Twitter has launched a new "tip jar" feature that lets people send money to others on the social network.
The company says the feature is "an easy way to support the incredible voices that make up the conversation".
To begin with, only a select group of people can receive tips - a group Twitter said was made up of "creators", journalists, experts, and non-profits.
But the feature has also been criticised for exposing personal information such as email addresses.
The tip jar function essentially adds a small icon to a user's profile - on mobile devices only for now - with a drop-down menu for other payment providers such as PayPal, Venmo, or the Cash App, the latter two of which are popular in the United States.
But because the payment is made through those external systems, some Twitter users noticed that tipping a PayPal account lets the recipient know the postal address of the tip sender.
In other cases, the recipient's email address could be seen, whether or not any money was sent.
Huge heads up on PayPal Twitter Tip Jar. If you send a person a tip using PayPal, when the receiver opens up the receipt from the tip you sent, they get your *address*. Just tested to confirm by tipping @yashar on Twitter w/ PayPal and he did in fact get my address I tipped him. https://t.co/R4NvaXRdlZ pic.twitter.com/r8UyJpNCxu— Rachel Tobac (@RachelTobac) May 6, 2021
After security expert Rachel Tobac highlighted the issue, Twitter product lead Kayvon Beykpour thanked her for the "good catch" - but said Twitter could not control how PayPal handled that information.
Instead, Twitter said it was updating the information around the tip jar to make clear that some details might be shared.
PayPal, meanwhile, said the issue arose because the Twitter tip jar was using its "goods and services" payment option - which shares details for shipping those goods. It said people can toggle to the "friends and family" option during payment to avoid the issue.
The tip jar function also has support for Bandcamp - widely used by musicians - and Patreon, used by all sorts of independent digital creators such as YouTubers and podcasters.
Twitter says the addition was inspired by people who added payment links or Patreon ads in replies to viral tweets.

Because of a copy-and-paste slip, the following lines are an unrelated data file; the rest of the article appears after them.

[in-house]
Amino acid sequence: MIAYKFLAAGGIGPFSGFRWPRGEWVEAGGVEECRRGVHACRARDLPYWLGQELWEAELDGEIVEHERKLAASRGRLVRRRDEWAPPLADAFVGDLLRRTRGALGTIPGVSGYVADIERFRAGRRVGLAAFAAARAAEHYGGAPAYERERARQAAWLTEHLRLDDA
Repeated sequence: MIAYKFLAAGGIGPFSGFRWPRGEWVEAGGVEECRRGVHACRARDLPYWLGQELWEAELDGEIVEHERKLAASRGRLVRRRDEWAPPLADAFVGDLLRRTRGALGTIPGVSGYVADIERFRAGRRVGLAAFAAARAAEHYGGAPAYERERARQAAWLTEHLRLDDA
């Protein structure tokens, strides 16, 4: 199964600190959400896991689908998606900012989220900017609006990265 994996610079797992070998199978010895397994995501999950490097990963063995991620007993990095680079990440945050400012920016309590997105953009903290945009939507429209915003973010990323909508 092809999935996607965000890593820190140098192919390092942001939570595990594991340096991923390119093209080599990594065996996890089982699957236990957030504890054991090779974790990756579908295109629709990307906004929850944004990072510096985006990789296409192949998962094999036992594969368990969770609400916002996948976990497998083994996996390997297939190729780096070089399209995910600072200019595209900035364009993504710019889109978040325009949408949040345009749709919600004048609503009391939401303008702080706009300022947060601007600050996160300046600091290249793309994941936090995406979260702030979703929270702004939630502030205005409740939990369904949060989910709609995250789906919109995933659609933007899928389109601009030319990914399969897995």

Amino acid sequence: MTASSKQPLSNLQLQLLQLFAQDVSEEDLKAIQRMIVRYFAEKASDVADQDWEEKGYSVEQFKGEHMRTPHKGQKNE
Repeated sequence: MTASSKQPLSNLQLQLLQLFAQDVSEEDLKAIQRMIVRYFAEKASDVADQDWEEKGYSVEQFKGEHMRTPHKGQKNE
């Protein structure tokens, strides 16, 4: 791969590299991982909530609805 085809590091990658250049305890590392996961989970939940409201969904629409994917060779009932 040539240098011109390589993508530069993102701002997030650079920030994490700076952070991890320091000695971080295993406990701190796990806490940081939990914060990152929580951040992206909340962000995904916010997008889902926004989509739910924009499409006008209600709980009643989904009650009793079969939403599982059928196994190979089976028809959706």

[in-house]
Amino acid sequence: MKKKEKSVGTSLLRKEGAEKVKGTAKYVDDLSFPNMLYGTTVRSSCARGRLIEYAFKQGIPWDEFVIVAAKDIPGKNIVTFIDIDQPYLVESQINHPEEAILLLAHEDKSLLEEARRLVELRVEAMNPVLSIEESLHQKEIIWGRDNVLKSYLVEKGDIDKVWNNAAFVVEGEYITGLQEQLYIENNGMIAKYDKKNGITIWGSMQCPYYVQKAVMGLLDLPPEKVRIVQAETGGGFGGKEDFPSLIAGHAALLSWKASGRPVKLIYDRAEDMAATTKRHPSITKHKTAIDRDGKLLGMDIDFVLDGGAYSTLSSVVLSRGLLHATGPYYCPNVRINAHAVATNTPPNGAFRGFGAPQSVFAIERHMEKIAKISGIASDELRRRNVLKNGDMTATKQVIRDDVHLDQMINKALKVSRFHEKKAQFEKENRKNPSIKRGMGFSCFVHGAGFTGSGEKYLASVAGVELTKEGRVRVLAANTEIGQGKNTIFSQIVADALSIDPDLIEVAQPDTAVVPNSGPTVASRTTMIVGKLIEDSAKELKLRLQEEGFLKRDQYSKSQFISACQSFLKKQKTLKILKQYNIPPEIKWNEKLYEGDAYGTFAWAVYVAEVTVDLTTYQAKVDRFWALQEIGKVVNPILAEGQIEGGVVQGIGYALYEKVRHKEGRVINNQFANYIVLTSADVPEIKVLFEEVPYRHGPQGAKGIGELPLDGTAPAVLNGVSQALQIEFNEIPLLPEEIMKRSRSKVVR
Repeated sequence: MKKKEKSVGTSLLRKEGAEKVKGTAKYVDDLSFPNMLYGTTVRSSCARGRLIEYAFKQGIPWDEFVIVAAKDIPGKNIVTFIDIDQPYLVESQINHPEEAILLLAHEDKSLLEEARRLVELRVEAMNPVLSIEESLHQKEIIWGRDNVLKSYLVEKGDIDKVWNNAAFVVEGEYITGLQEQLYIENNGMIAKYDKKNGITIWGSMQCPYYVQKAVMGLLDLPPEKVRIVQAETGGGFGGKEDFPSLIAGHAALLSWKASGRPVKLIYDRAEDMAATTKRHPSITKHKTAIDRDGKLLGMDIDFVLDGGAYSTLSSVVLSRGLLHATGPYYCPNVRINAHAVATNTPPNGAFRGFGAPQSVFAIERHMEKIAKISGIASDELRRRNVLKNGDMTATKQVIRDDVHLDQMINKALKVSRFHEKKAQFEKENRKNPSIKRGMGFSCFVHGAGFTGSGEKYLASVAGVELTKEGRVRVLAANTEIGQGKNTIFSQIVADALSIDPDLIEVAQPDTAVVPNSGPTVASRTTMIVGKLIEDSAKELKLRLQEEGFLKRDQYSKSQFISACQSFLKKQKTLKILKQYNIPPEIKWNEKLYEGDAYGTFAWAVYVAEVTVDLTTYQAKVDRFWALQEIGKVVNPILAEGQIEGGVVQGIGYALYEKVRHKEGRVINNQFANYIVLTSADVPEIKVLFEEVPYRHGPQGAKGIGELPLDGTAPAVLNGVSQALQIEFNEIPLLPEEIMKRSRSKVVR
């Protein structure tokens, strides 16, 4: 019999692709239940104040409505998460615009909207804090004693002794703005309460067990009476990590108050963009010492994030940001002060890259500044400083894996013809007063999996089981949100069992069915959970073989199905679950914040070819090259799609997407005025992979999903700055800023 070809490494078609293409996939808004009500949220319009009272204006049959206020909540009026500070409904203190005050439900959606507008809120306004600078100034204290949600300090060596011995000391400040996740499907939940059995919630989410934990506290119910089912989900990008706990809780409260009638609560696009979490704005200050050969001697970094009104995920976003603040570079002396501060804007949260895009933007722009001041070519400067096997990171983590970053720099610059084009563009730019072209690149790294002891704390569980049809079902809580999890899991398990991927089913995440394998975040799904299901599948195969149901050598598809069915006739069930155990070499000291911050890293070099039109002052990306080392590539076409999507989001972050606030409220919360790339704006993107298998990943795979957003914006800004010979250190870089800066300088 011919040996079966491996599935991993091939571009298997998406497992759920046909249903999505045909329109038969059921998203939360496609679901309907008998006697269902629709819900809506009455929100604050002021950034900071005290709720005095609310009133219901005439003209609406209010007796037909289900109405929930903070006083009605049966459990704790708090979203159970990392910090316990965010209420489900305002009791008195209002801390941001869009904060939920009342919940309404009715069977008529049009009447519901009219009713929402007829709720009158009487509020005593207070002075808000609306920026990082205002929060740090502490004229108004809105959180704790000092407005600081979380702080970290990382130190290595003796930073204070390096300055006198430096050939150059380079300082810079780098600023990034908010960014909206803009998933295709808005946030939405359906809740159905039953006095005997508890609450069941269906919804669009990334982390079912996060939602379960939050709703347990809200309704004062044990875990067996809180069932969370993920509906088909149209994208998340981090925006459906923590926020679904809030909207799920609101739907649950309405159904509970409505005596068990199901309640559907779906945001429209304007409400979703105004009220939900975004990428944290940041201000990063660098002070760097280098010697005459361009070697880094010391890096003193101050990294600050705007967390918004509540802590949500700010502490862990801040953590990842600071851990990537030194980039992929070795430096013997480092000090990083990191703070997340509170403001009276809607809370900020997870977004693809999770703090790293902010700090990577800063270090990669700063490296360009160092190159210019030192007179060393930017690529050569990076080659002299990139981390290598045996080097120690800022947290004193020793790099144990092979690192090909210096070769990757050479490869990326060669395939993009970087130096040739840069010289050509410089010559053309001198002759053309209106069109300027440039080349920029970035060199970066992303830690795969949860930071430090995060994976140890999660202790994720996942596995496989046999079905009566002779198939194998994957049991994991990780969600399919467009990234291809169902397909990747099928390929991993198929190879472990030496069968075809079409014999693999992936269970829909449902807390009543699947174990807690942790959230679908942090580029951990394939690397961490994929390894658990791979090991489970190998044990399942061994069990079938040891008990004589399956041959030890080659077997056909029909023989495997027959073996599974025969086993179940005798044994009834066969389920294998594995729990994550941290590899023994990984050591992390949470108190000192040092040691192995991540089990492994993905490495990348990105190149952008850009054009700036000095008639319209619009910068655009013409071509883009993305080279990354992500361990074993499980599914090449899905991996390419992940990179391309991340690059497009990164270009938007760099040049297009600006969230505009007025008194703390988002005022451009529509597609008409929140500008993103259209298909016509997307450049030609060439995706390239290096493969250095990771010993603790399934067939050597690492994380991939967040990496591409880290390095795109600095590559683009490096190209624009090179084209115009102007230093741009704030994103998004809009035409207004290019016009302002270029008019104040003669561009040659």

"We $ee you - sharing your PayPal link after your Tweet goes viral, adding your $Cashtag to your profile so people can support your work, dropping your Venmo handle on your birthday or if you just need some extra help," wrote Twitter's senior product manager Esther Crawford in the blog post announcing the feature.
It said more people would be able to add the function to their profile "soon".
But there are some concerns about the way the function will be used.
Journalists, in particular, are often banned from accepting gifts - and it's not clear how "tips" will be treated by news organisations.
"Seems like Twitter's tip jar feature is going to raise some issues for newsrooms," tweeted Ryan Lizza, Politico's Washington correspondent.
Seems like Twitter’s tip jar feature is going to raise some issues for newsrooms. What do people think? Should reporters at your favorite pubs and networks be allowed to accept money from anyone on the internet? Are any prominent MSM reporters using this? Is it ethical?— Ryan Lizza (@RyanLizza) May 6, 2021
"Should reporters at your favourite [publications] and networks be allowed to accept money from anyone on the internet?" he asked.
Another reporter writing for a US-based newspaper wrote: "On the one hand... seems ripe for creating unethical situations.
"On the other hand... I don't make a lot of money and it's a tough world out there."
The tip jar is the latest in a string of experiments from the social network, which has seen user growth slow in recent years.
Earlier this month, it acquired Scroll, a subscription service that removes adverts from participating news websites - and announced it would be part of Twitter's upcoming subscription service.
As part of that deal, Twitter also pitched paying Twitter as a way of supporting journalism.
"As a Twitter subscriber, picture getting access to premium features where you can easily read articles from your favourite news outlet or a writer's newsletter from Revue, with a portion of your subscription going to the publishers and writers creating the content," it said.